You may say that Ozymandias is dead – or rather fictional but, even in the fiction, dead – so couldn’t apply to have his virtual trunkless legs buried in the unsearchable sand (I will retain control of this metaphor). The internet can still be accurate about the deceased, you might think. I don’t. They’re the very people you can say anything about, true or false, because they cannot be libelled. Only the living have legal recourse to ensure accuracy, but why would anyone bother to get things corrected if they can effectively just delete anything written about them that they’re not keen on?
People’s right to suppress unpleasant lies which are publicly told is being extended to unpleasant truths – until they die when it’s suddenly open season on slander. The internet will become constructed entirely of two different sorts of untruth: contemporaneous unalloyed praise and posthumous defamatory hearsay.
No one has the right to be forgotten, any more than they have the right to be remembered. Our only right in this regard should be not to be lied about.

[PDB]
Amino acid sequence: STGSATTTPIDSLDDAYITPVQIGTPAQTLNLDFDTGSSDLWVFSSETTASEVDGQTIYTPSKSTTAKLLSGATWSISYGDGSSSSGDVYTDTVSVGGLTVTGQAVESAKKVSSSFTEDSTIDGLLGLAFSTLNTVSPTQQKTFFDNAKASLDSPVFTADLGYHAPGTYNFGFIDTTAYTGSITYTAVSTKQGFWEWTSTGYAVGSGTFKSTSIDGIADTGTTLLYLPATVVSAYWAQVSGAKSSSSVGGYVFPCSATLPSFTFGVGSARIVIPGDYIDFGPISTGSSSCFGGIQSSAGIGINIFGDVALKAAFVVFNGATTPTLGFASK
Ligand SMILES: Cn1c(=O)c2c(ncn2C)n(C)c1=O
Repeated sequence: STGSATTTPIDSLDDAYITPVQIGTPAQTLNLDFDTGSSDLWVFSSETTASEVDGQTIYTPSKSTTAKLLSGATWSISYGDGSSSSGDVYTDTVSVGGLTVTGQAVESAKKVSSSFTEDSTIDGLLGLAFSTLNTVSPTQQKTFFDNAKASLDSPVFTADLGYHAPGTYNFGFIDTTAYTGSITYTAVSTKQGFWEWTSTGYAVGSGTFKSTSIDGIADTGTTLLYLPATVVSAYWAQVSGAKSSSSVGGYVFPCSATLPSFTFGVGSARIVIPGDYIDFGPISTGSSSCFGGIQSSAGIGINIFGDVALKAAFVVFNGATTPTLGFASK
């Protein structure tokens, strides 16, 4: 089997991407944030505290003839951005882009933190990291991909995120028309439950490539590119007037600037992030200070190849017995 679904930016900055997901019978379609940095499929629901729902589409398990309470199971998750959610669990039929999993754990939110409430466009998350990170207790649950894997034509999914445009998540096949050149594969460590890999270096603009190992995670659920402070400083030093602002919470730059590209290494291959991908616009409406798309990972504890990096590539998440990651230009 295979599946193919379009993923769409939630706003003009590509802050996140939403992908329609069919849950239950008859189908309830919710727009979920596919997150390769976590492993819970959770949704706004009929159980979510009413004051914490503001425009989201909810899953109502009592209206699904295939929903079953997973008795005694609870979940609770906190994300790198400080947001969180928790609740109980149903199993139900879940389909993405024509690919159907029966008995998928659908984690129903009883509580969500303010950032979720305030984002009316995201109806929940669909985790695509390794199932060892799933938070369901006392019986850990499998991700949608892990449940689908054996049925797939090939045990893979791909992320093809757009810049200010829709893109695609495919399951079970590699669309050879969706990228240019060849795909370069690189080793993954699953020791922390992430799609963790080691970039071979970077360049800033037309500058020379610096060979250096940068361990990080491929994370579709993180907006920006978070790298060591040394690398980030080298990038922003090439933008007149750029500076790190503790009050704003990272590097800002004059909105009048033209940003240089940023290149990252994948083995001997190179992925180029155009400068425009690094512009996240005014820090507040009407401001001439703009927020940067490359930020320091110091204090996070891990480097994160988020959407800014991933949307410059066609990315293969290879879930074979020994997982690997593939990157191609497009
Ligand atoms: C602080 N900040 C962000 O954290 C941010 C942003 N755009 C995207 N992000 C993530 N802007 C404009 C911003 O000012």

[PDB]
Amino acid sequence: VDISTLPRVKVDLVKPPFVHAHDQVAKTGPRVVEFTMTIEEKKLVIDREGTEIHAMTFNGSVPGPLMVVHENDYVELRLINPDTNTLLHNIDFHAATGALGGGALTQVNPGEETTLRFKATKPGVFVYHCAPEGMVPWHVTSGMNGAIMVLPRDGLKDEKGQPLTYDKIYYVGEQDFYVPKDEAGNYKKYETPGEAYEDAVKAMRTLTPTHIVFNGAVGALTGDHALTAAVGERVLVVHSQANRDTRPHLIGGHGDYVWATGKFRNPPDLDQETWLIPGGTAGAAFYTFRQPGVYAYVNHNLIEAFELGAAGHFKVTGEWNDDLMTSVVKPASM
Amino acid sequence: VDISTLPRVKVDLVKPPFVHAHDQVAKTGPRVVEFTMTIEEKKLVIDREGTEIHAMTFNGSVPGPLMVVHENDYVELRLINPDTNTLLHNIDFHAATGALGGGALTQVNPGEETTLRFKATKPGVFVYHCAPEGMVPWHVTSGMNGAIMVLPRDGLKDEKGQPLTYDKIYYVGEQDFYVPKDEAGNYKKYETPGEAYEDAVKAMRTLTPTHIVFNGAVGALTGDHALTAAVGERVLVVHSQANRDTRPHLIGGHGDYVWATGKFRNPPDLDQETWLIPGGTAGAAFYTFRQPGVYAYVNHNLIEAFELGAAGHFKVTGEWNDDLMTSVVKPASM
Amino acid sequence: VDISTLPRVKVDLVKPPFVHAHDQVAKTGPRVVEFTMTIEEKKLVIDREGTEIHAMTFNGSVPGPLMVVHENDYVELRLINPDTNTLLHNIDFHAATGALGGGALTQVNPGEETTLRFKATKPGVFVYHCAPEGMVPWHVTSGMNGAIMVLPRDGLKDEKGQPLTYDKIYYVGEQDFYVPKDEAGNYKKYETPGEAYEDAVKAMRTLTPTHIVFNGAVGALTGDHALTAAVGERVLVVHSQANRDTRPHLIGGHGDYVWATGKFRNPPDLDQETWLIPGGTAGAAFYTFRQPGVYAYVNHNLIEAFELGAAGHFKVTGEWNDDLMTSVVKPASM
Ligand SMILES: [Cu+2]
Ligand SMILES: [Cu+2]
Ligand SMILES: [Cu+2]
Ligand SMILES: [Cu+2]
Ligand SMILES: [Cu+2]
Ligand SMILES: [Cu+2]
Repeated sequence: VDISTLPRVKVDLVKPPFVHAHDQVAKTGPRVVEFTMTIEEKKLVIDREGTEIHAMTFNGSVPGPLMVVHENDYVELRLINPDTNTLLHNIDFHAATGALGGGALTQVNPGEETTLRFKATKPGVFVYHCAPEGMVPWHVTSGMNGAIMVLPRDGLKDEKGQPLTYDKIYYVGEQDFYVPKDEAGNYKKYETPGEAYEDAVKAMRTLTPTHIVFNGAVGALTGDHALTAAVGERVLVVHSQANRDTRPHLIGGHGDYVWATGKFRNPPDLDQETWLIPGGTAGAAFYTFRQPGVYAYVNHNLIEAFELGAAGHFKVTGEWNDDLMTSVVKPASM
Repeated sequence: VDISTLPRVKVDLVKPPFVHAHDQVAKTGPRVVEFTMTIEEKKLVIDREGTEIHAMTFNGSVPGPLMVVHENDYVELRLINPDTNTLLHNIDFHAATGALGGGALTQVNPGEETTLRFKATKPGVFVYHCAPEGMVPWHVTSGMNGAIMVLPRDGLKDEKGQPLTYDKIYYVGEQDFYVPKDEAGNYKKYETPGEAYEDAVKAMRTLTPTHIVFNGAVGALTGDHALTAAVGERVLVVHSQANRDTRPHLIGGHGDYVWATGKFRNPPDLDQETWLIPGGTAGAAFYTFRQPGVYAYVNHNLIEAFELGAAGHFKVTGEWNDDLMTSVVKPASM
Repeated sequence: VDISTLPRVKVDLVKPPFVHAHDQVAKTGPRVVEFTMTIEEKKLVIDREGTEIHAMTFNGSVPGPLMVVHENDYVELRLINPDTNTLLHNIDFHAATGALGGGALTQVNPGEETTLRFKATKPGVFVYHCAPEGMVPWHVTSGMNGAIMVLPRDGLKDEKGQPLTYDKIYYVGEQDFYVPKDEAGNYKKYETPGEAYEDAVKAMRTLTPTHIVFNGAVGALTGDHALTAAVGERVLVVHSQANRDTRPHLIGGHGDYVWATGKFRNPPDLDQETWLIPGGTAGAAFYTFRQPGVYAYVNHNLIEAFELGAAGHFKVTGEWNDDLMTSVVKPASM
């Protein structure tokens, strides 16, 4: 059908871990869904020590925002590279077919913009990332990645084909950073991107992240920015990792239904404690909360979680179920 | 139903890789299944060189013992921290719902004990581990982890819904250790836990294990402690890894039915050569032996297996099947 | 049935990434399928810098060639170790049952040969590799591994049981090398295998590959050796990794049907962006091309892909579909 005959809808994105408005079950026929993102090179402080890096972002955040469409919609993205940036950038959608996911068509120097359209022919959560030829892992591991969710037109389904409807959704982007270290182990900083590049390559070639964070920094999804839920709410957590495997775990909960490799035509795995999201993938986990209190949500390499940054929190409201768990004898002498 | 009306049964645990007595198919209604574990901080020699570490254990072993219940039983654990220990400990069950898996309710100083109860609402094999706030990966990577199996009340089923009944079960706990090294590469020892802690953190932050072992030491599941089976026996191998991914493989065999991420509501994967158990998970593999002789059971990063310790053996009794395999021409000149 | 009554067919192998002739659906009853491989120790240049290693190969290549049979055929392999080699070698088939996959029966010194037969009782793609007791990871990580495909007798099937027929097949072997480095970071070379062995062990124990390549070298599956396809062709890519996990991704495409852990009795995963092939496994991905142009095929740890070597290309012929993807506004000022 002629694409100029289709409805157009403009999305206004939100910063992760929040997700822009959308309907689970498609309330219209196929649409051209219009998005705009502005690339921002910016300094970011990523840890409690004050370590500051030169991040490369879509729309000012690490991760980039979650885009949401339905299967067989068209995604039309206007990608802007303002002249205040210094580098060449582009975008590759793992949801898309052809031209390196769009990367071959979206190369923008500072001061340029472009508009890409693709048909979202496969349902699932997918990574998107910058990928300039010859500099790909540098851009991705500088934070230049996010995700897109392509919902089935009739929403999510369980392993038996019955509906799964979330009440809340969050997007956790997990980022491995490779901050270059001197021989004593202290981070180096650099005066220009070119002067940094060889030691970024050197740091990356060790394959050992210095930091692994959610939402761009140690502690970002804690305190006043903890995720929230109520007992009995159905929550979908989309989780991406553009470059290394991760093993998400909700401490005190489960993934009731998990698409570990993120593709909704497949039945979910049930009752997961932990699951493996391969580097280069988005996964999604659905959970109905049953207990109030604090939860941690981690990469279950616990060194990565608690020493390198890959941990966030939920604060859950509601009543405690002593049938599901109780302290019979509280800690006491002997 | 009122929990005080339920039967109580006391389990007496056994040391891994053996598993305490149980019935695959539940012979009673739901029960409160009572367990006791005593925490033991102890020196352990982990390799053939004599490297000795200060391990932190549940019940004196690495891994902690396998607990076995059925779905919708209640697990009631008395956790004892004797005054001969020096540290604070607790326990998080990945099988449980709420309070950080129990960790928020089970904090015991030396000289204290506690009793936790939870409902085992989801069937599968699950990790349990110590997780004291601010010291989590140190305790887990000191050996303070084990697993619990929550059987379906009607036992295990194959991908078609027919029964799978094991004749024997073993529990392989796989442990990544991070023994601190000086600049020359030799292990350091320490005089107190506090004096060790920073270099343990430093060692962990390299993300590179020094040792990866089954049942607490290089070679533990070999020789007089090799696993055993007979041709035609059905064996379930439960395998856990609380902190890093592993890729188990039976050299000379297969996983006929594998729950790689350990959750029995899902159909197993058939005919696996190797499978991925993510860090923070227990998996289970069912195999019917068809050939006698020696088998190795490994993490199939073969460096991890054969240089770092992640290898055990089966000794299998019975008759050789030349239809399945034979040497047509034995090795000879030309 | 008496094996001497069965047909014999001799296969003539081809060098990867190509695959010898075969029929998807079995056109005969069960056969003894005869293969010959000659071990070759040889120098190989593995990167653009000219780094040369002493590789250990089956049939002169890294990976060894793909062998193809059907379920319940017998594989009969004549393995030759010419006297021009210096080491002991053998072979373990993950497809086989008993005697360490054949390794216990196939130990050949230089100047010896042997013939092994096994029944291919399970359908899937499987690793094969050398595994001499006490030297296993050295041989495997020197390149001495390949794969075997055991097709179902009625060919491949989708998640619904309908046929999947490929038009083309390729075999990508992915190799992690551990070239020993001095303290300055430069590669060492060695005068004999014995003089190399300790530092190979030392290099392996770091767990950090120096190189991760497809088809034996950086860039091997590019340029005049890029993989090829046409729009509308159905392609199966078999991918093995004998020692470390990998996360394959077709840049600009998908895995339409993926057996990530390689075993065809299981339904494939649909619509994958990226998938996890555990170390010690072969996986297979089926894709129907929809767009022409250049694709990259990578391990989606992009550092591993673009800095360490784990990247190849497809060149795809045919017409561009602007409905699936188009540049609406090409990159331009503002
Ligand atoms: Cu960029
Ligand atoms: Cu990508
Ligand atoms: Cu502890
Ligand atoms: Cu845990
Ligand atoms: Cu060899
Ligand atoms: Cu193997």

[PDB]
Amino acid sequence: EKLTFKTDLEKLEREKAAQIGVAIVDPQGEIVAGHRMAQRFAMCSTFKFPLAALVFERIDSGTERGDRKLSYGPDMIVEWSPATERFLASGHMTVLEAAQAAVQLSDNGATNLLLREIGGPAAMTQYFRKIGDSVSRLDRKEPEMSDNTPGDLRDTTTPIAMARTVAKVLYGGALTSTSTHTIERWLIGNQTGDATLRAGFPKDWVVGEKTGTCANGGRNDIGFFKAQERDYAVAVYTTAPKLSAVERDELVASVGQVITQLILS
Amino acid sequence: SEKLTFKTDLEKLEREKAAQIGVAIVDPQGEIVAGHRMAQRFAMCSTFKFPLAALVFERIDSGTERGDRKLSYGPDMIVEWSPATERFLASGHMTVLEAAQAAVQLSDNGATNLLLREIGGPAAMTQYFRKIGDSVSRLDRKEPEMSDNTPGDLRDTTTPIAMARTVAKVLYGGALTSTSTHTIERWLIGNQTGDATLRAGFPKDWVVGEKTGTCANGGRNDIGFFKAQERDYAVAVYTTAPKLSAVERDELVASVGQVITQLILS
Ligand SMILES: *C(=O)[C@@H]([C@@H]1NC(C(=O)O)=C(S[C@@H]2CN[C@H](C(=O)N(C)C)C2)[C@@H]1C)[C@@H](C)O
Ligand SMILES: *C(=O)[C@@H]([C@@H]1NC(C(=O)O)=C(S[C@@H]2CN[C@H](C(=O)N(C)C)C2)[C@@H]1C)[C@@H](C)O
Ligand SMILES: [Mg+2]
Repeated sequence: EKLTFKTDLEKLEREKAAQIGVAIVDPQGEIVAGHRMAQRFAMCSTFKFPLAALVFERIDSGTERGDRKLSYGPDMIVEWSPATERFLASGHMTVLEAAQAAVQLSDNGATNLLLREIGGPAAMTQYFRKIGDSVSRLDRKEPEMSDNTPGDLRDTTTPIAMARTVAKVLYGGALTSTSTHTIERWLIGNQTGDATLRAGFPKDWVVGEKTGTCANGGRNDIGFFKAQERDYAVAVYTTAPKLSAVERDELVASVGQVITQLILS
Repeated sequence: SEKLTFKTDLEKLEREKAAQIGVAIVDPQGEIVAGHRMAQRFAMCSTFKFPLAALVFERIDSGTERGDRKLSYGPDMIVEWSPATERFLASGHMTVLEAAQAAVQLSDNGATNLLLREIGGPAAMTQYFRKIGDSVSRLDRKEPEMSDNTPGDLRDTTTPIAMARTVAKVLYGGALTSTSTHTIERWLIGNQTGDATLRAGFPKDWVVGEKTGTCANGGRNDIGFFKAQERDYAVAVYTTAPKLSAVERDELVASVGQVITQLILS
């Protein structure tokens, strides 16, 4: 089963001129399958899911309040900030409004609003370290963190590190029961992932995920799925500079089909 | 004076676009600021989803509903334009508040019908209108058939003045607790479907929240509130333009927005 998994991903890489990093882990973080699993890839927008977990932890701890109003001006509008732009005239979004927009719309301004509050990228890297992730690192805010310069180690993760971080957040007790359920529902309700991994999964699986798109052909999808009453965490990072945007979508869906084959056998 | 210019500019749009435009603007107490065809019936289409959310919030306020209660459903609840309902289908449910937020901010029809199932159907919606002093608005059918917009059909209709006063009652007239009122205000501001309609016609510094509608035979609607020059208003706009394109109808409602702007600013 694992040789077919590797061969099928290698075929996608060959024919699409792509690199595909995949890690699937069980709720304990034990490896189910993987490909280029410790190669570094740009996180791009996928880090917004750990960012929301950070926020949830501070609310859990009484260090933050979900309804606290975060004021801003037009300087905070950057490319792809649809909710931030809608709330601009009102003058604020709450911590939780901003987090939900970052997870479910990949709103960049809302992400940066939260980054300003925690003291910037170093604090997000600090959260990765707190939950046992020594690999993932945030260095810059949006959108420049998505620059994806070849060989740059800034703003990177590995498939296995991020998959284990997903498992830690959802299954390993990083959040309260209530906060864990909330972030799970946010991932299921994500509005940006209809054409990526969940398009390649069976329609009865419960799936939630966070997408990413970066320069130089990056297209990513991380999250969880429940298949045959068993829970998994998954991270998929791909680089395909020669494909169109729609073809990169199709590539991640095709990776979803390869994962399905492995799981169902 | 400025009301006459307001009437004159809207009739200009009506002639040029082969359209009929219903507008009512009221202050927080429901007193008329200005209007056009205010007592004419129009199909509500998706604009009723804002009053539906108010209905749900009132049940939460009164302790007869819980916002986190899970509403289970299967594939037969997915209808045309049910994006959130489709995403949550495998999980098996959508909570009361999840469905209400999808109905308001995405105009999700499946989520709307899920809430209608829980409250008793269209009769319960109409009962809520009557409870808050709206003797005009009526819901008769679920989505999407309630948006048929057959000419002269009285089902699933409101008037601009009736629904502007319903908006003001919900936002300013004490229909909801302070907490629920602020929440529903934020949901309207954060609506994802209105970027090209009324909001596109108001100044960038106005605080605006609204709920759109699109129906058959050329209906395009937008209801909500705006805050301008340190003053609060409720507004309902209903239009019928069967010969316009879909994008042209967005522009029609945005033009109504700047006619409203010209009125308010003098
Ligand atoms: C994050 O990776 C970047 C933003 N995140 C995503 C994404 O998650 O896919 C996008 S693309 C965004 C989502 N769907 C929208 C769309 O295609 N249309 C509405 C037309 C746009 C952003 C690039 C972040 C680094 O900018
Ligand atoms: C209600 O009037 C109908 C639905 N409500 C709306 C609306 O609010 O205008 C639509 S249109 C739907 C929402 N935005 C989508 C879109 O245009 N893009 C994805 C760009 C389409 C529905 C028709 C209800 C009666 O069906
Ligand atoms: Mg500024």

There are legitimate concerns about privacy in the Internet era, of course. We share so much of our lives online today that it is virtually impossible to get entirely beyond the reach of Google and Bing once you go online. Whether its a comment you’ve posted at a blog (if you used your real name) or your Facebook page, something is likely to come up when someone types your name into a search engine. Sometimes, that information will be embarrassing, or it will be information that you wouldn’t want prospective employers, family members, or just the general public to see. The solution to that kind of a problem, though, is to not share the information in the first place rather than claiming the existence of some right to ‘delete information about me’ in the future. Additionally, if there are news articles online in which a person’s name is mentioned and that information is truthful, then I see no rational reason why a search engine should be forced to delink the article. Indeed, even if the article contains untrue or defamatory information it strikes me that the remedy should be against the publisher of the information, not the search engine that links to it due to an algorithm that is designed to give users all the articles it can find that are related to a given set of search terms. Privacy is important, but so is the idea of a free and open Internet and freedom of speech and the press. The Europeans seem to me to be coming down far too much on the side of a non-existent and wholly invented privacy right, and in the process doing damage to other fundamental rights and to the public interest.